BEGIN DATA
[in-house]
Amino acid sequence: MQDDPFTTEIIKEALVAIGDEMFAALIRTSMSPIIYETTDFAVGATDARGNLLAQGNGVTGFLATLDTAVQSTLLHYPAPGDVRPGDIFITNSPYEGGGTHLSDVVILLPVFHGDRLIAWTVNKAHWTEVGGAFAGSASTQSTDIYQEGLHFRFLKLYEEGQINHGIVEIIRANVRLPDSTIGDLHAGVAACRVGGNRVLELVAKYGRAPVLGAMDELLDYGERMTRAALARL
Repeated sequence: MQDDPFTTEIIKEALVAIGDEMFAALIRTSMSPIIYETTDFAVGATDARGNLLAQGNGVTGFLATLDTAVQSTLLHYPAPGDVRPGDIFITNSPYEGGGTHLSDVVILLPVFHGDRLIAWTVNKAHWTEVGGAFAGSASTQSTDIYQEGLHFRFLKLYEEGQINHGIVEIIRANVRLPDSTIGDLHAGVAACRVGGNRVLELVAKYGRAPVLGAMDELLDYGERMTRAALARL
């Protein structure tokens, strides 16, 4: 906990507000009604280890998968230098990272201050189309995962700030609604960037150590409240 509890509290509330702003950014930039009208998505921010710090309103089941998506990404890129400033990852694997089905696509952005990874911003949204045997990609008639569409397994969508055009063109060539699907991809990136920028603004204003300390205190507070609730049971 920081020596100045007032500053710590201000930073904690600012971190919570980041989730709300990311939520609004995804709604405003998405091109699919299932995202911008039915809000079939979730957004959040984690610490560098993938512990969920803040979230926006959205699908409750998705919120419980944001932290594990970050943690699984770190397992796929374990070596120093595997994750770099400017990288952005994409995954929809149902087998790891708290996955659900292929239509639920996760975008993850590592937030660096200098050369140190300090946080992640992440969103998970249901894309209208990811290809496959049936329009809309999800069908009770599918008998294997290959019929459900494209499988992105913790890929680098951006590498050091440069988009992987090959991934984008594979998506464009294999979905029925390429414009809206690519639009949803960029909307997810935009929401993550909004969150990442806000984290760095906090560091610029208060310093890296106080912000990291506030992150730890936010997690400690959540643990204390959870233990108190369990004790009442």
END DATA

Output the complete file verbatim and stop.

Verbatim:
[in-house]
Amino acid sequence: MQDDPFTTEIIKEALVAIGDEMFAALIRTSMSPIIYETTDFAVGATDARGNLLAQGNGVTGFLATLDTAVQSTLLHYPAPGDVRPGDIFITNSPYEGGGTHLSDVVILLPVFHGDRLIAWTVNKAHWTEVGGAFAGSASTQSTDIYQEGLHFRFLKLYEEGQINHGIVEIIRANVRLPDSTIGDLHAGVAACRVGGNRVLELVAKYGRAPVLGAMDELLDYGERMTRAALARL
Repeated sequence: MQDDPFTTEIIKEALVAIGDEMFAALIRTSMSPIIYETTDFAVGATDARGNLLAQGNGVTGFLATLDTAVQSTLLHYPAPGDVRPGDIFITNSPYEGGGTHLSDVVILLPVFHGDRLIAWTVNKAHWTEVGGAFAGSASTQSTDIYQEGLHFRFLKLYEEGQINHGIVEIIRANVRLPDSTIGDLHAGVAACRVGGNRVLELVAKYGRAPVLGAMDELLDYGERMTRAALARL
């Protein structure tokens, strides 16, 4: 906990507000009604280890998968230098990272201050189309995962700030609604960037150590409240 509890509290509330702003950014930039009208998505921010710090309103089941998506990404890129400033990852694997089905696509952005990874911003949204045997990609008639569409397994969508055009063109060539699907991809990136920028603004204003300390205190507070609730049971 920081020596100045007032500053710590201000930073904690600012971190919570980041989730709300990311939520609004995804709604405003998405091109699919299932995202911008039915809000079939979730957004959040984690610490560098993938512990969920803040979230926006959205699908409750998705919120419980944001932290594990970050943690699984770190397992796929374990070596120093595997994750770099400017990288952005994409995954929809149902087998790891708290996955659900292929239509639920996760975008993850590592937030660096200098050369140190300090946080992640992440969103998970249901894309209208990811290809496959049936329009809309999800069908009770599918008998294997290959019929459900494209499988992105913790890929680098951006590498050091440069988009992987090959991934984008594979998506464009294999979905029925390429414009809206690519639009949803960029909307997810935009929401993550909004969150990442806000984290760095906090560091610029208060310093890296106080912000990291506030992150730890936010997690400690959540643990204390959870233990108190369990004790009442």